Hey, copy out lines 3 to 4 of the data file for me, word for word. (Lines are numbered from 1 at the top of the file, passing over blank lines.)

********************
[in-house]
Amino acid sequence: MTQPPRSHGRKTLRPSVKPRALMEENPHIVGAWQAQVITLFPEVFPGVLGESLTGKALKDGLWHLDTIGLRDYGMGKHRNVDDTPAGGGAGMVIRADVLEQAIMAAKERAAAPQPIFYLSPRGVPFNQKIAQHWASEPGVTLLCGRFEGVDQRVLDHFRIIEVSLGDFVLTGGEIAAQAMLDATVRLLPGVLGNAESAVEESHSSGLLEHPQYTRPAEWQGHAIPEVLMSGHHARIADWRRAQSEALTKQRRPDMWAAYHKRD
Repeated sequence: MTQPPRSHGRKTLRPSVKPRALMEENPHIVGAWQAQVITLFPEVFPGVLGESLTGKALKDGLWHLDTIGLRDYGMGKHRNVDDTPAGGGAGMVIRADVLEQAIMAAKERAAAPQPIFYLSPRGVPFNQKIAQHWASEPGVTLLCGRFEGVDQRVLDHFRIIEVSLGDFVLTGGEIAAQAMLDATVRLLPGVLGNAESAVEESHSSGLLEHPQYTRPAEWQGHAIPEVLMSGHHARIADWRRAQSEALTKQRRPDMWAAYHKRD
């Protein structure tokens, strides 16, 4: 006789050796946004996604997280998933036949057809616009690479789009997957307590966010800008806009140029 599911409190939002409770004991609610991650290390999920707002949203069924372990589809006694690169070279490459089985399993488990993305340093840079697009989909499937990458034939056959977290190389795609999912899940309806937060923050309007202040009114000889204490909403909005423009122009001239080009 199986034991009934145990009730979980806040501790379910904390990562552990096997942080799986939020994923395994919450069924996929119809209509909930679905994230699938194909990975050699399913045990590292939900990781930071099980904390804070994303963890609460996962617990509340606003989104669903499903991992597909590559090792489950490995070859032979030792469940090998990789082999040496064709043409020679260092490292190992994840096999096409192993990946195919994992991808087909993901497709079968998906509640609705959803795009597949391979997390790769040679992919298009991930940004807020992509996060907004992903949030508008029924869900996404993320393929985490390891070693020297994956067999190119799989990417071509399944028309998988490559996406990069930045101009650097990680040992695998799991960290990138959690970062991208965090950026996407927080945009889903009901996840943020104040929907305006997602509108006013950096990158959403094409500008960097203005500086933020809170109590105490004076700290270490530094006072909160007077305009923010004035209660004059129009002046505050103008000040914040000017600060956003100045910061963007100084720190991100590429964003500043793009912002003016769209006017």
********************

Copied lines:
Repeated sequence: MTQPPRSHGRKTLRPSVKPRALMEENPHIVGAWQAQVITLFPEVFPGVLGESLTGKALKDGLWHLDTIGLRDYGMGKHRNVDDTPAGGGAGMVIRADVLEQAIMAAKERAAAPQPIFYLSPRGVPFNQKIAQHWASEPGVTLLCGRFEGVDQRVLDHFRIIEVSLGDFVLTGGEIAAQAMLDATVRLLPGVLGNAESAVEESHSSGLLEHPQYTRPAEWQGHAIPEVLMSGHHARIADWRRAQSEALTKQRRPDMWAAYHKRD
């Protein structure tokens, strides 16, 4: 006789050796946004996604997280998933036949057809616009690479789009997957307590966010800008806009140029 599911409190939002409770004991609610991650290390999920707002949203069924372990589809006694690169070279490459089985399993488990993305340093840079697009989909499937990458034939056959977290190389795609999912899940309806937060923050309007202040009114000889204490909403909005423009122009001239080009 199986034991009934145990009730979980806040501790379910904390990562552990096997942080799986939020994923395994919450069924996929119809209509909930679905994230699938194909990975050699399913045990590292939900990781930071099980904390804070994303963890609460996962617990509340606003989104669903499903991992597909590559090792489950490995070859032979030792469940090998990789082999040496064709043409020679260092490292190992994840096999096409192993990946195919994992991808087909993901497709079968998906509640609705959803795009597949391979997390790769040679992919298009991930940004807020992509996060907004992903949030508008029924869900996404993320393929985490390891070693020297994956067999190119799989990417071509399944028309998988490559996406990069930045101009650097990680040992695998799991960290990138959690970062991208965090950026996407927080945009889903009901996840943020104040929907305006997602509108006013950096990158959403094409500008960097203005500086933020809170109590105490004076700290270490530094006072909160007077305009923010004035209660004059129009002046505050103008000040914040000017600060956003100045910061963007100084720190991100590429964003500043793009912002003016769209006017």